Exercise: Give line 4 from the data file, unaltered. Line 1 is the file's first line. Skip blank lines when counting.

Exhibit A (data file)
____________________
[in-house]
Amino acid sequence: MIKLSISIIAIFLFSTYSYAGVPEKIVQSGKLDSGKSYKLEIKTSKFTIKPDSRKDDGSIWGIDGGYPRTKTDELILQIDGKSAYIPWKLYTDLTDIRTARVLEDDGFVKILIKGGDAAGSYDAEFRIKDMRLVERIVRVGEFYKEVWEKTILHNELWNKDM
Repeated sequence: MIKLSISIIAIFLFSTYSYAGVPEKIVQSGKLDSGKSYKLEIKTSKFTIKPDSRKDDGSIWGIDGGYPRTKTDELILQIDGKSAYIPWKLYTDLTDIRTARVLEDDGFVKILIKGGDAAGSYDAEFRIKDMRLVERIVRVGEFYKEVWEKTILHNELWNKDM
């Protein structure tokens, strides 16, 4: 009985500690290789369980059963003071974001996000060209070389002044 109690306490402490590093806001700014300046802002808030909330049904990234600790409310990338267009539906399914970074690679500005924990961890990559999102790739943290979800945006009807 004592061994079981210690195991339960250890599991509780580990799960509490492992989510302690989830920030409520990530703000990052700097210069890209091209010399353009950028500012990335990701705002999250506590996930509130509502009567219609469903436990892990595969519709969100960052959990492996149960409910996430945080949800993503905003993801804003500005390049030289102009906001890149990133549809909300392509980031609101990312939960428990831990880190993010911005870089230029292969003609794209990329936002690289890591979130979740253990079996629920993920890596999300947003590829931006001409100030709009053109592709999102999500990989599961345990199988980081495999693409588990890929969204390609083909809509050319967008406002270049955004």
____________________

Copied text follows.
């Protein structure tokens, strides 16, 4: 009985500690290789369980059963003071974001996000060209070389002044 109690306490402490590093806001700014300046802002808030909330049904990234600790409310990338267009539906399914970074690679500005924990961890990559999102790739943290979800945006009807 004592061994079981210690195991339960250890599991509780580990799960509490492992989510302690989830920030409520990530703000990052700097210069890209091209010399353009950028500012990335990701705002999250506590996930509130509502009567219609469903436990892990595969519709969100960052959990492996149960409910996430945080949800993503905003993801804003500005390049030289102009906001890149990133549809909300392509980031609101990312939960428990831990880190993010911005870089230029292969003609794209990329936002690289890591979130979740253990079996629920993920890596999300947003590829931006001409100030709009053109592709999102999500990989599961345990199988980081495999693409588990890929969204390609083909809509050319967008406002270049955004």